Back in 2006, I had the opportunity to study for three weeks under a masterful commodities trader. It was an incredible learning experience that tested me personally but also deepened my appreciation for continually shifting the probabilities of success every so slightly in my favor. Learning to think in probabilities has been a competitive advantage that has allowed me to surface better thinking, decisions, and actions in moments big and small.
Last winter, as I prepared materials to expose one of our team’s to the practices of adaptive thinkers, I remembered an image from that 2006 experience. The image conveys the difference between successful and unsuccessful traders. It applies equally to business leaders who too often fall into the trap of over-complicating problems and pursuing solutions that are out of step with what was needed.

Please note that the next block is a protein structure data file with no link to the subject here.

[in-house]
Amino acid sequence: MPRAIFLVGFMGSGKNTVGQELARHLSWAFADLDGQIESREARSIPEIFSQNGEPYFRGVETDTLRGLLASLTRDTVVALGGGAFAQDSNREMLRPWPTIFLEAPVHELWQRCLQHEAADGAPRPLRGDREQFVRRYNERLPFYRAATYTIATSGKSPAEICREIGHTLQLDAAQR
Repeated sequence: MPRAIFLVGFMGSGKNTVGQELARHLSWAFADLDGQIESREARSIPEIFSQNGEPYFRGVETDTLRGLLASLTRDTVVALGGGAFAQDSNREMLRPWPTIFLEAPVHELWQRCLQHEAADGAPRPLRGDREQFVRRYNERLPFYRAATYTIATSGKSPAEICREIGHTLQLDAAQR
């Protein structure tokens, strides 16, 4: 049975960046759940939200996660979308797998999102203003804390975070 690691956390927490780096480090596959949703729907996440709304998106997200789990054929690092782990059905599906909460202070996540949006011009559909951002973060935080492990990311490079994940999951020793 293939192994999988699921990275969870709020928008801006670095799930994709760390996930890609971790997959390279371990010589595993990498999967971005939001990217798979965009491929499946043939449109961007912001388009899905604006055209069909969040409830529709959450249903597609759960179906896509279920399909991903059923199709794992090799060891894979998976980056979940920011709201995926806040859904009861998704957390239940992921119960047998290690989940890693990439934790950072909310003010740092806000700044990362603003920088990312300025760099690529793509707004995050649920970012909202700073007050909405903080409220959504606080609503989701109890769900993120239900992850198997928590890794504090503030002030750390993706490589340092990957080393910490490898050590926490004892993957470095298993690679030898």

All too often, in the face of a baffling challenge, leaders search outside themselves and their organization. They can become fixated on pursuing a silver bullet to their organization’s dilemma(s), things like new software systems (e.g., ERP, CRM) or best-selling methods (the young rabbit hunter style). Invariably, the invested time, energy, and money do not produce the desired results.
Instead of looking outward to resolve the challenges they face, leaders benefit more from turning inward to:
- Deepen their understanding of what’s really going on… to see things as they are
- Use their inborn creativity to generate simple changes that allow them to apply the right amount of effort, in the right place, at the right time (the old rabbit hunter style).
When you learn to turn inward, you discover that what you need to meet this moment has been waiting for you.